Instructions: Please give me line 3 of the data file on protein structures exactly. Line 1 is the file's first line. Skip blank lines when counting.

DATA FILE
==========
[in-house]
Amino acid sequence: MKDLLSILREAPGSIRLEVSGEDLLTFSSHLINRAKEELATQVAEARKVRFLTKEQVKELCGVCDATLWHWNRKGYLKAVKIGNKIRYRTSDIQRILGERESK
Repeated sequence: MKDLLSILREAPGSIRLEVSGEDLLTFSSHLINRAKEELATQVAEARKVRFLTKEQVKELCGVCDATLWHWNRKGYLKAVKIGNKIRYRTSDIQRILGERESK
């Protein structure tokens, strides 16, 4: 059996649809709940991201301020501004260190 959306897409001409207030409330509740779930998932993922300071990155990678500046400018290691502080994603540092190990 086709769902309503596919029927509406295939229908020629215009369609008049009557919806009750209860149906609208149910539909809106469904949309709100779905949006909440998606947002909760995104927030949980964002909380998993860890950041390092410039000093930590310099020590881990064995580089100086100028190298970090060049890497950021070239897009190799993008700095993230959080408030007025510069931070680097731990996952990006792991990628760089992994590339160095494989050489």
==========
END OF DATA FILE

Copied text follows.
Repeated sequence: MKDLLSILREAPGSIRLEVSGEDLLTFSSHLINRAKEELATQVAEARKVRFLTKEQVKELCGVCDATLWHWNRKGYLKAVKIGNKIRYRTSDIQRILGERESK